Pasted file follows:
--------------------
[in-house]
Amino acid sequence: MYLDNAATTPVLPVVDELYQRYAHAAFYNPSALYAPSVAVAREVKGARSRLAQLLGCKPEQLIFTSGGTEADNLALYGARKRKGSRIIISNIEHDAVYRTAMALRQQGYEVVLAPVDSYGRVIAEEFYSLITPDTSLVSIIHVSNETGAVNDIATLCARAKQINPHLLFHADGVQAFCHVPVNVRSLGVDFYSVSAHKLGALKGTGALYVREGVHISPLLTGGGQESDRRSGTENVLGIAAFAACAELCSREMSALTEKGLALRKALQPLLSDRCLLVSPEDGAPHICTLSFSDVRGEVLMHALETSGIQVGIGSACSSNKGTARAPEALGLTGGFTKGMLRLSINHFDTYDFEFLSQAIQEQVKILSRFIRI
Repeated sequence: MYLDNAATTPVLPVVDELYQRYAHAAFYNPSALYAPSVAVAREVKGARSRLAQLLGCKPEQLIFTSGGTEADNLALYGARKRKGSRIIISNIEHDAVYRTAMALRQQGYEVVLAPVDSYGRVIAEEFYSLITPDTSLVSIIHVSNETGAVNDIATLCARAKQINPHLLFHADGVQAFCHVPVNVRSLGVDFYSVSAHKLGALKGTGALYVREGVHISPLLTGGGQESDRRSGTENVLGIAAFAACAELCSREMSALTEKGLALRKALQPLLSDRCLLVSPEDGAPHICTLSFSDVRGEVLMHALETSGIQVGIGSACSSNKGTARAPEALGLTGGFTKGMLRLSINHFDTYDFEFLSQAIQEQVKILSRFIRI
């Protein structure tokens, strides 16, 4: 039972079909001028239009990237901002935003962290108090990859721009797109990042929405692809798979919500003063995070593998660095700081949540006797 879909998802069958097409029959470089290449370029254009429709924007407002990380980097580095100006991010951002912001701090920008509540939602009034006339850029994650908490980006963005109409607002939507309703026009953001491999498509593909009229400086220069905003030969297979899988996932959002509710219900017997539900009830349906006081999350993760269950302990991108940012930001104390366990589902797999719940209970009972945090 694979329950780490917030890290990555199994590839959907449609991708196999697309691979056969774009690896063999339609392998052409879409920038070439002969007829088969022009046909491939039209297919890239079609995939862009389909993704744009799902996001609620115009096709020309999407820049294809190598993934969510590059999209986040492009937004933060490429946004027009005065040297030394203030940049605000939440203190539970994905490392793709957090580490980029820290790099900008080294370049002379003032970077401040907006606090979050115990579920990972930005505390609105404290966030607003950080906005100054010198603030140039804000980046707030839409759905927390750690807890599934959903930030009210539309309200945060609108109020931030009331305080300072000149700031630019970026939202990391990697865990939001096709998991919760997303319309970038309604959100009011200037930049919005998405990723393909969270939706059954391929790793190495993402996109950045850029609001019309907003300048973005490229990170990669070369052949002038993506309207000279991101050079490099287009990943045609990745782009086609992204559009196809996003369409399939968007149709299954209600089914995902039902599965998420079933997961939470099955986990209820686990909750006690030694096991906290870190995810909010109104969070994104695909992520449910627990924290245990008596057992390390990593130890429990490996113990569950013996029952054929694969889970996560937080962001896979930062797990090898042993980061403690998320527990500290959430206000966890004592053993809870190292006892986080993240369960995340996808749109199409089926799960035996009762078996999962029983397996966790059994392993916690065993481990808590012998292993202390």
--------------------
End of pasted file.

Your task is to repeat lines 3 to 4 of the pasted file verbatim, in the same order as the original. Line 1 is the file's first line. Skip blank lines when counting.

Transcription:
Repeated sequence: MYLDNAATTPVLPVVDELYQRYAHAAFYNPSALYAPSVAVAREVKGARSRLAQLLGCKPEQLIFTSGGTEADNLALYGARKRKGSRIIISNIEHDAVYRTAMALRQQGYEVVLAPVDSYGRVIAEEFYSLITPDTSLVSIIHVSNETGAVNDIATLCARAKQINPHLLFHADGVQAFCHVPVNVRSLGVDFYSVSAHKLGALKGTGALYVREGVHISPLLTGGGQESDRRSGTENVLGIAAFAACAELCSREMSALTEKGLALRKALQPLLSDRCLLVSPEDGAPHICTLSFSDVRGEVLMHALETSGIQVGIGSACSSNKGTARAPEALGLTGGFTKGMLRLSINHFDTYDFEFLSQAIQEQVKILSRFIRI
């Protein structure tokens, strides 16, 4: 039972079909001028239009990237901002935003962290108090990859721009797109990042929405692809798979919500003063995070593998660095700081949540006797 879909998802069958097409029959470089290449370029254009429709924007407002990380980097580095100006991010951002912001701090920008509540939602009034006339850029994650908490980006963005109409607002939507309703026009953001491999498509593909009229400086220069905003030969297979899988996932959002509710219900017997539900009830349906006081999350993760269950302990991108940012930001104390366990589902797999719940209970009972945090 694979329950780490917030890290990555199994590839959907449609991708196999697309691979056969774009690896063999339609392998052409879409920038070439002969007829088969022009046909491939039209297919890239079609995939862009389909993704744009799902996001609620115009096709020309999407820049294809190598993934969510590059999209986040492009937004933060490429946004027009005065040297030394203030940049605000939440203190539970994905490392793709957090580490980029820290790099900008080294370049002379003032970077401040907006606090979050115990579920990972930005505390609105404290966030607003950080906005100054010198603030140039804000980046707030839409759905927390750690807890599934959903930030009210539309309200945060609108109020931030009331305080300072000149700031630019970026939202990391990697865990939001096709998991919760997303319309970038309604959100009011200037930049919005998405990723393909969270939706059954391929790793190495993402996109950045850029609001019309907003300048973005490229990170990669070369052949002038993506309207000279991101050079490099287009990943045609990745782009086609992204559009196809996003369409399939968007149709299954209600089914995902039902599965998420079933997961939470099955986990209820686990909750006690030694096991906290870190995810909010109104969070994104695909992520449910627990924290245990008596057992390390990593130890429990490996113990569950013996029952054929694969889970996560937080962001896979930062797990090898042993980061403690998320527990500290959430206000966890004592053993809870190292006892986080993240369960995340996808749109199409089926799960035996009762078996999962029983397996966790059994392993916690065993481990808590012998292993202390």